COMPARATIVE PROTEOMIC PROFILING OF NORMAL AND BREAST CANCER CELLS UNDER HYPOXIC CONDITIONS

Ida Pucci, Patrizia Cancemi, Maria Rita Marabeti, Francesca Costantini, Gianluca Di Cara, Nadia Ninfa Albanese, Rosa Musso

Research output: Contribution to conferenceOther

Abstract

influences emanating from the tissue microenvironment, such as cell-cell and cell-matrix interactions and other localpathophysiologic conditions as hypoxia. However the hypoxic effect may be different according to the cellconditions. For example, the low concentration of tissue oxygen (pO2 <7 mmHg) may exert anti-proliferative effectson normal cells and may induce differentiation or apoptosis and necrosis. On the other contrary, tumour cells likelyreact to hypoxic stress with an adaptive process through modification of gene expression that may confer anaggressive phenotype to cells, promoting their local and distant spread [1]. In general it is believed that hypoxicmicroenvironments in tumors contribute to cancer progression, which in turn may alter metabolism, growth, andtherapeutic responsiveness.The aim of present research was to study in a broad proteomic context the effects exerted by hypoxic conditionson the 8701-BC breast cancer cells compared with HB2 immortalized normal mammary epithelial cells. These celllines have been extensively characterized, also for their proteomic profiles [2, 3]. For this purpose, cells were grownat low oxygen content (pO2 2%) and examined in parallel with normoxic cells (pO2 20%).To determine global protein pattern changes during hypoxia, we used the Immobilin/2DIPG electrophoresissystem and we gave them identity by several methods, as previously reported [3]. Using the silver stain method, wewere able to resolve about 1000 proteins from both normoxic and hypoxic samples.Present results have shown that the hypoxic condition exerted different effects on the two cell lines. Normalmammary epithelial cells displayed a generalized down regulation of the protein pool detectable on the proteomicmap, including the significant class of apoptosis inhibitor, with the exception of the glycolytic enzymes that showedincreased expression level.Conversely, the protein complement detectable in the 8701-BC breast cancer cells was not altered significantlyby the hypoxia, except for the class of cytoskeletal proteins that showed highly modulated expression patterns.These results suggest that while the non-tumoral cells are very responsive to the hypoxia, the neoplastic cells,isolated from an advanced malignant breast cancer, were already basically adapted to anaerobic metabolism, but stillresponsive for other cellular activities, like cell motility which may contribute in directing the neoplastic cells towards a still more aggressive phenotype.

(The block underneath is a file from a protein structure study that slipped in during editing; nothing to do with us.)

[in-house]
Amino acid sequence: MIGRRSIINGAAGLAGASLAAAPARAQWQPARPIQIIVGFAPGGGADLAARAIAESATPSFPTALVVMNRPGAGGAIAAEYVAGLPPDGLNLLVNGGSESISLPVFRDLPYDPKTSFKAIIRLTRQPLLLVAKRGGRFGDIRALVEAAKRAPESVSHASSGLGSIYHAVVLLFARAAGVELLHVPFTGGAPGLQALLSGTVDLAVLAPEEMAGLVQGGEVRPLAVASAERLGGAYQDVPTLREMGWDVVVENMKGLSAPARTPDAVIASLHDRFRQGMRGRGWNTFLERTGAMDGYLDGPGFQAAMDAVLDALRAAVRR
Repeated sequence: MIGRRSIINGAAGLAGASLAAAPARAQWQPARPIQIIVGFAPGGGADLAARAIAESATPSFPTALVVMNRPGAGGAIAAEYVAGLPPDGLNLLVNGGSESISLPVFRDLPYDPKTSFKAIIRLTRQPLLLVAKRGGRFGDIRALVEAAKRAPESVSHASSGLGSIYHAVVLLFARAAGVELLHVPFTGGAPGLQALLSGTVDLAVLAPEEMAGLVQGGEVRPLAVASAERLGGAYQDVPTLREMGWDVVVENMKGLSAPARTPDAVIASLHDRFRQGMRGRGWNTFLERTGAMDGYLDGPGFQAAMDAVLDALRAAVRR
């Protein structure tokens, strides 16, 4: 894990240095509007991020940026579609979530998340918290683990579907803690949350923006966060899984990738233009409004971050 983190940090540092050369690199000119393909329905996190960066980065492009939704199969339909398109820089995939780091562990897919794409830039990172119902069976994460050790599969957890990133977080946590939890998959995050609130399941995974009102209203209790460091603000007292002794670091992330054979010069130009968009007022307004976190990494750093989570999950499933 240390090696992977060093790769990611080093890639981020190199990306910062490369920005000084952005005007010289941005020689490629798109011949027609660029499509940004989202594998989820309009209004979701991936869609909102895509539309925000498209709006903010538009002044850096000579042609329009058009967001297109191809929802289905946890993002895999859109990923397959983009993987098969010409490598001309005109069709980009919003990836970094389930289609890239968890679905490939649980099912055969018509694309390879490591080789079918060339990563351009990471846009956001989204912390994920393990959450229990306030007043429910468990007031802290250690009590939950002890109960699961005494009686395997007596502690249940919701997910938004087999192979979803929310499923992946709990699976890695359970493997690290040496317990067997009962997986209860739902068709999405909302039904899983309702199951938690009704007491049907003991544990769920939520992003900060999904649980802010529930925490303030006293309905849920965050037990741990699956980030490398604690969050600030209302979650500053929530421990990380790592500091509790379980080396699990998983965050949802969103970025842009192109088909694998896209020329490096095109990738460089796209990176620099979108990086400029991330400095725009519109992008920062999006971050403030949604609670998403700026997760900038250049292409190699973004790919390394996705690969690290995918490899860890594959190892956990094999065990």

Original languageEnglish
Number of pages1
Publication statusPublished - 2010

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